A Revolution for Readers

E-books have been around for decades, but only become easy to disseminate with the widespread availability of the Internet in the 1990s. However, another development was required to unlock their potential: a killer device, the Kindle. Once Amazon opened up their digital self-publishing platform, all the pieces were in place for writers to strike out on their own. But what has this meant for readers?

Most of the chatter in the publishing world centers on what all these changes mean for literary agents, publishers, booksellers, and writers. Each new set of statistics is debated, often quite passionately, as everyone tries to figure out where the e-book juggernaut is headed.

A lot of people seem to forget that there are only two essential components of the equation: writers and readers. Without readers, we couldn’t make a living. And without writers, they would have no books. Everything else is just window dressing.

All of the other players (agents, editors, publishers, distributors, retailers) can add value to the equation, but they are not essential. They aren’t necessary. I could publish my own work and sell it on my site. Readers could buy it and read it. Nothing else is required.

I choose to give a percentage to retailers because they can bring me more readers. And if I was to ever sign a publishing deal, or seek out an agent, I would view it through that same prism: how many (more) readers can you get me?

Amongst writers, a lot of the focus is on royalty rates, publishing contracts, advances, and sales numbers. We argue about whether self-publishing is a viable path, whether we could have greater exposure with a publishing deal, or if we should continue to deal with agents.

There is less talk about what this revolution has meant for readers. One simple point has been left out of all the arguments: if readers didn’t like indie books, they wouldn’t keep buying them, and indie writers would all fade into obscurity and return to the gates of Big Publishing with their cap in their hand.

But readers keep buying indie books in greater numbers. A year ago you could count the number of indie writers doing well on one hand. Now, I could probably name fifty off the top of my head. They’re just the ones I know of, and I know plenty more who are on the way.

Why are readers attracted to indie books? Price is the obvious answer. There are plenty of great indie books out there for under $5, and most cost a lot less. But it’s not the only answer. In fact, I would argue that diversity of selection is just as important.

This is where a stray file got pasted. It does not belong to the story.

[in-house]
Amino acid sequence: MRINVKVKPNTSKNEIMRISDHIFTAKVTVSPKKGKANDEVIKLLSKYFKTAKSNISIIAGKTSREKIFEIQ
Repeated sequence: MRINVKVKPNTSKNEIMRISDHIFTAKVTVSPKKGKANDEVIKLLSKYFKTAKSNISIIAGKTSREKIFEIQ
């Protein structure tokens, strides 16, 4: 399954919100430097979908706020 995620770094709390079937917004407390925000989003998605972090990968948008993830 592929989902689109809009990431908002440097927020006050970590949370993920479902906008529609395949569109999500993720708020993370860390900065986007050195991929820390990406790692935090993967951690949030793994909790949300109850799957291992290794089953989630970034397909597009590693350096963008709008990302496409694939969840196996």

When I was growing up, I loved to wander through bookstores. Each one had its own quirks, its own personality, and a completely different selection of books. Looking back, they probably had the same books, more or less, but they chose to push different titles, so the ones I would see on the tables or in the displays were radically different.

When did bookstores all start looking the same? When did the books that were being pushed become homogenized? I can’t remember exactly, but I do know there was a point when I started ignoring the racks and the tables and just dived into the “spine out” bookshelves, hoping to find something a little different. And I also know that over the years, my purchasing decisions became a lot easier as there were less and less books that interested me.

If you talk to other readers, one of their biggest complaints is that so many books are the same. Publishers just seem to chase one fad after the next, hoping to ride the sales wave of the latest bestseller. And because it takes them so long to publish a book, they have to guess what the fad will be in a year or two’s time and often get it very badly wrong.

Indies move fast. They can chase a trend when it’s hot and drop it like a stone when the market is sated. But more importantly, they don’t have to chase trends at all. They can write whatever they like. Non-writers can’t understand how liberating that is: knowing you can write whatever you like and publish it whenever you like.

In the past writers were restricted by what their agent or editor thought would sell. They were steered away from Horror for years, laughed at if they suggested a Western, and disabused of any notions of penning short stories or novellas. But it turns out there is a market for all that stuff.

I would go further: it turns out there is a market for anything. Welcome to the age of the micro-niche! If you want to read a book about space-faring dragons written in iambic pentameter, it’s probably out there. If you have written a time-travel romance about a Nebraskan widow and the scurvy-riddled pirate who captures her heart, there are readers for that too.

Writers can write whatever they want. And, more importantly, readers can read whatever they want. That’s the real revolution.

David Gaughran is the author of If You Go Into The Woods, Transfection, and Let’s Get Digital: How To Self-Publish, And Why You Should. You can catch him at

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